Rome, scene of a roundup of Jews in 1943, will have its own Holocaust museum

Rome, the scene of a horrific roundup of Jews in October 1943, will finally have its own Holocaust museum, given the green light by Giorgia Meloni’s far-right government on Thursday evening.

Italy, through the “institution of a National Museum of the Shoah in Rome”, “wants to contribute to keeping alive and presenting the memory of the Shoah”, explained the government in a press release published at the end of the Council of Ministers, Israel’s prime minister. A week after Minister Benjamin Netanyahu’s visit to Rome.

The extermination enterprise of Europe’s Jews undertaken by Hitler’s Germany during World War II, which claimed at least six million victims, also affected Rome, where it had one of the oldest Jewish communities in Europe.

On October 16, 1943, German troops, supported by officers of the fascist regime, raided the ancient Ghetto of Rome, one of the worst and most infamous anti-Jewish campaigns on the peninsula. Of the 1,023 Jews deported to the Auschwitz extermination camp, only 16 survived.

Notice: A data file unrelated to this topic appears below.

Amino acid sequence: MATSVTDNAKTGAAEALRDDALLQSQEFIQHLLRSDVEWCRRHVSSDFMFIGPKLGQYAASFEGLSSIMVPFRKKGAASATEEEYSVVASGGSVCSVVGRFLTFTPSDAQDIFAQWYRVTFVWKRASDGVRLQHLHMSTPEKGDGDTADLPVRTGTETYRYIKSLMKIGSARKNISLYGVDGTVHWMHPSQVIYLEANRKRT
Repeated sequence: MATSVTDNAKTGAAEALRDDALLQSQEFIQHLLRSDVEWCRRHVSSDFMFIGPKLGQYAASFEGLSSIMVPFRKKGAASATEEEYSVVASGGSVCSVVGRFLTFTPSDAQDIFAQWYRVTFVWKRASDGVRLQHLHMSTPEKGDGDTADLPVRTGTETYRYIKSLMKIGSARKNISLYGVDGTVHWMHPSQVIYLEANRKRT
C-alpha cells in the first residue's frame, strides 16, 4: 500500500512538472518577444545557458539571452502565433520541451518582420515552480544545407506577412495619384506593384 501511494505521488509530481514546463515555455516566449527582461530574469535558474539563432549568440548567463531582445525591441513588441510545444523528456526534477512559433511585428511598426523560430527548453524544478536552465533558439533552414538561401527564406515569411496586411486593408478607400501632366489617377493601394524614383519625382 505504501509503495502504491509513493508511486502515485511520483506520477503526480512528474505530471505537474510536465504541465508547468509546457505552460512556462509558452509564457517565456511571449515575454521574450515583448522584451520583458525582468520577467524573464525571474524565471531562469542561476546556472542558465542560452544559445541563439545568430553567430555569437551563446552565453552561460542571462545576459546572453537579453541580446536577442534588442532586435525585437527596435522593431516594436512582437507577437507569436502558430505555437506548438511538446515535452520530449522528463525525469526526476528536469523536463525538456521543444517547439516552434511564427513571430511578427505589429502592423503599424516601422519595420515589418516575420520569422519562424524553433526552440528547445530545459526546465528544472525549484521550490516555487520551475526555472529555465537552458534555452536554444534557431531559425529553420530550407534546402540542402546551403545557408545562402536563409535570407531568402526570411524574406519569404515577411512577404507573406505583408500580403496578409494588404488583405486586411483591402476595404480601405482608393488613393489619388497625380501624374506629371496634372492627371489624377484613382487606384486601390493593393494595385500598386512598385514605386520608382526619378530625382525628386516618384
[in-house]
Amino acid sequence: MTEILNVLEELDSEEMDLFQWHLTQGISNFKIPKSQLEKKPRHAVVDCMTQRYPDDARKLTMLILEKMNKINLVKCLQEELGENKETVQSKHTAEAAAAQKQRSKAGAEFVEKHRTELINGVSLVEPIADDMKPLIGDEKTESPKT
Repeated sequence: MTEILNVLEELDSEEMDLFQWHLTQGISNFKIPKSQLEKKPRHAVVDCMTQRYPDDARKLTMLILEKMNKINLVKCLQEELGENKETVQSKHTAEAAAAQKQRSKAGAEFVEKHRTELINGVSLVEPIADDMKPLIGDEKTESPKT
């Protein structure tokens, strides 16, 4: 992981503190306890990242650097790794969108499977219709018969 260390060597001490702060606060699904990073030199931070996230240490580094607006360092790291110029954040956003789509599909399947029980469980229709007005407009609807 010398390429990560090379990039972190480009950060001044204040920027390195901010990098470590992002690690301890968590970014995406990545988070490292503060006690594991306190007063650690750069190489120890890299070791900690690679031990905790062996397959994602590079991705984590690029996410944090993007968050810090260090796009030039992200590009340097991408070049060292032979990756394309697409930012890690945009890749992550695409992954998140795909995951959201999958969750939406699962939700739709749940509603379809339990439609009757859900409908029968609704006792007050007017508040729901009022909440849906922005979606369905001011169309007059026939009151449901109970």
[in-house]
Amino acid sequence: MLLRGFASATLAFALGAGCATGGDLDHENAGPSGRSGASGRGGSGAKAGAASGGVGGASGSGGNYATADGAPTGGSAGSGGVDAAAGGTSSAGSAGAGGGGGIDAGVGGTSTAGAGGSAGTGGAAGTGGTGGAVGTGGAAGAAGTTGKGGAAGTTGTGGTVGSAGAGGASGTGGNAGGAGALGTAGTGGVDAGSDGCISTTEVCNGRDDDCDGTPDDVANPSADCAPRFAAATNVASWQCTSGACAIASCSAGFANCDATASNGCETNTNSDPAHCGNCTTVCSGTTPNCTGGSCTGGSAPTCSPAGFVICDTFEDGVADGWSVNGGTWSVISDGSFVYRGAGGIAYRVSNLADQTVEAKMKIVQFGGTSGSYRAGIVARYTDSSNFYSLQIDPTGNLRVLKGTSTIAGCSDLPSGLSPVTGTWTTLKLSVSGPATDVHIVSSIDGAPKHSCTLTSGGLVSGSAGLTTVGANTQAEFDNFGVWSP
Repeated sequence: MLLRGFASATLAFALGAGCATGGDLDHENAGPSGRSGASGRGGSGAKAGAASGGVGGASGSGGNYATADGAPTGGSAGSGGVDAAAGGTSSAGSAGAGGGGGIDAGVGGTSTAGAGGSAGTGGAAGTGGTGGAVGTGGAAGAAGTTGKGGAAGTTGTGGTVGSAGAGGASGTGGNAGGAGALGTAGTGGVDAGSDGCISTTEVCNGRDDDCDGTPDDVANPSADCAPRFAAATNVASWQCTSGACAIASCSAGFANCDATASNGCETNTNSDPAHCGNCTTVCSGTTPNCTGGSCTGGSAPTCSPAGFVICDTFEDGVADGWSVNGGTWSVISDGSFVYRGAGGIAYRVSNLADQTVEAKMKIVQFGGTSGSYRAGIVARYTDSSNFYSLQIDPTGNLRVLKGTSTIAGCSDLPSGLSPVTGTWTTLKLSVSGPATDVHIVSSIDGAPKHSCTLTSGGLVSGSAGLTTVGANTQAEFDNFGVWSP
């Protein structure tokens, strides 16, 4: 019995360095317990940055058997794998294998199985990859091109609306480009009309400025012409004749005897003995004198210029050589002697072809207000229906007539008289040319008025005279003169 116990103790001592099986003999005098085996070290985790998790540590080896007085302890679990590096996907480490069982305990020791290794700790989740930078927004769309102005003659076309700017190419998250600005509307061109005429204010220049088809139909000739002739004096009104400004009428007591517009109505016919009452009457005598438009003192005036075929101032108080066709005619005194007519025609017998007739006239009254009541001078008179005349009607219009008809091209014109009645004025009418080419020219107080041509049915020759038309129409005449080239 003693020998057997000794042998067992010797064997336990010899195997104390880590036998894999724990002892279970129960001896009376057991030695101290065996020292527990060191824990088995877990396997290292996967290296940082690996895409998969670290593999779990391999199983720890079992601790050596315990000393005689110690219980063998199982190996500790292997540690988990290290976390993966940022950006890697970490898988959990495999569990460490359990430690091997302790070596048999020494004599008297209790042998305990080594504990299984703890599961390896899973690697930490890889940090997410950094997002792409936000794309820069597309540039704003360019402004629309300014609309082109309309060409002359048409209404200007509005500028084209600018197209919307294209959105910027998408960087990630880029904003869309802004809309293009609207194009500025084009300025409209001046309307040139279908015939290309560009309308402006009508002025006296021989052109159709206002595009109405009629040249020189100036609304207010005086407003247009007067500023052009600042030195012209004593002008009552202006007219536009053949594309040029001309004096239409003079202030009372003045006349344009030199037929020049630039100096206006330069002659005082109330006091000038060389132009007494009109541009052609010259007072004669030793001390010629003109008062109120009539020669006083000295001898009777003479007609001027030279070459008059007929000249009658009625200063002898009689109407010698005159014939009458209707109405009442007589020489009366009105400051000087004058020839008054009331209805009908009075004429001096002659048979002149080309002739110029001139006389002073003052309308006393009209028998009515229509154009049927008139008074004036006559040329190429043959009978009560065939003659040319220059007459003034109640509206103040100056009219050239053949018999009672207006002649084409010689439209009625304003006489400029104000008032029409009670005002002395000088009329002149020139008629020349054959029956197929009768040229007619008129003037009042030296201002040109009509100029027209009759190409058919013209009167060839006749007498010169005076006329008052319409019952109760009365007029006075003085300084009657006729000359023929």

Culture Minister Gennaro Sangiuliano announced at the end of the Council of Ministers the release of ten million euros “to begin to build in our capital” a museum of the Shoah, which already “exists in all the major capitals of Europe” but which To materialize in Italy took a quarter of a century.

The announcement was welcomed by the Jewish community of Rome, with its president, Ruth Dureghello, writing a press release for “choices that can be made in the short term to guarantee the capital of Italy a museum like all major European capitals”. Issued.

Very symbolically, the museum will be built on land adjacent to the park of the Villa Torlonia, which was the residence of Benito Mussolini, the fascist dictator who was in power from 1922 to 1943.

It was under his rule that the “Race Laws” were adopted, anti-Jewish laws establishing a whole range of forms of discrimination against Jews: the prohibition of access to public service jobs, the exclusion of Jewish children from public schools, Ban on marrying Italians. ,

The Shoah Museum should be “an instrument of education in democracy, in pluralism (…) because unfortunately we see that the things we regard as acquired and certain victories are not”, the architect in charge of the project Explained to AFP on Friday, Luca Zevi.

When asked about the time frame for completing the project, he replied that the museum should see the light of day “in three years”.

Add a Comment